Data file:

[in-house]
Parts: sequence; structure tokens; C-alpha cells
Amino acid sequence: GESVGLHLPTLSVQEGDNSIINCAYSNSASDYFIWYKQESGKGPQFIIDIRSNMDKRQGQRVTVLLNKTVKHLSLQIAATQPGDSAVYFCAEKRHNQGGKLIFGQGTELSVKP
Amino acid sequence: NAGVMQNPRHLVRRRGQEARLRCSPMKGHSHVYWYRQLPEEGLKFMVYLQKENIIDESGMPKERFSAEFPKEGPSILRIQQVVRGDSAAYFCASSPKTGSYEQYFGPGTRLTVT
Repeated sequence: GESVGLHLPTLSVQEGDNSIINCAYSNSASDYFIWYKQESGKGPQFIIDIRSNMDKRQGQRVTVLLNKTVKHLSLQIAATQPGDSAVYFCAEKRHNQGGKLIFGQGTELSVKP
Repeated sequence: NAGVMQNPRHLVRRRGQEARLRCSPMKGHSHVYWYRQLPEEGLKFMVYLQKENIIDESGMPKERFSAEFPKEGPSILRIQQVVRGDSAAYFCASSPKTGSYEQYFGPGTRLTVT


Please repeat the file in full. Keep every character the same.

[in-house]
Parts: sequence; structure tokens; C-alpha cells
Amino acid sequence: GESVGLHLPTLSVQEGDNSIINCAYSNSASDYFIWYKQESGKGPQFIIDIRSNMDKRQGQRVTVLLNKTVKHLSLQIAATQPGDSAVYFCAEKRHNQGGKLIFGQGTELSVKP
Amino acid sequence: NAGVMQNPRHLVRRRGQEARLRCSPMKGHSHVYWYRQLPEEGLKFMVYLQKENIIDESGMPKERFSAEFPKEGPSILRIQQVVRGDSAAYFCASSPKTGSYEQYFGPGTRLTVT
Repeated sequence: GESVGLHLPTLSVQEGDNSIINCAYSNSASDYFIWYKQESGKGPQFIIDIRSNMDKRQGQRVTVLLNKTVKHLSLQIAATQPGDSAVYFCAEKRHNQGGKLIFGQGTELSVKP
Repeated sequence: NAGVMQNPRHLVRRRGQEARLRCSPMKGHSHVYWYRQLPEEGLKFMVYLQKENIIDESGMPKERFSAEFPKEGPSILRIQQVVRGDSAAYFCASSPKTGSYEQYFGPGTRLTVT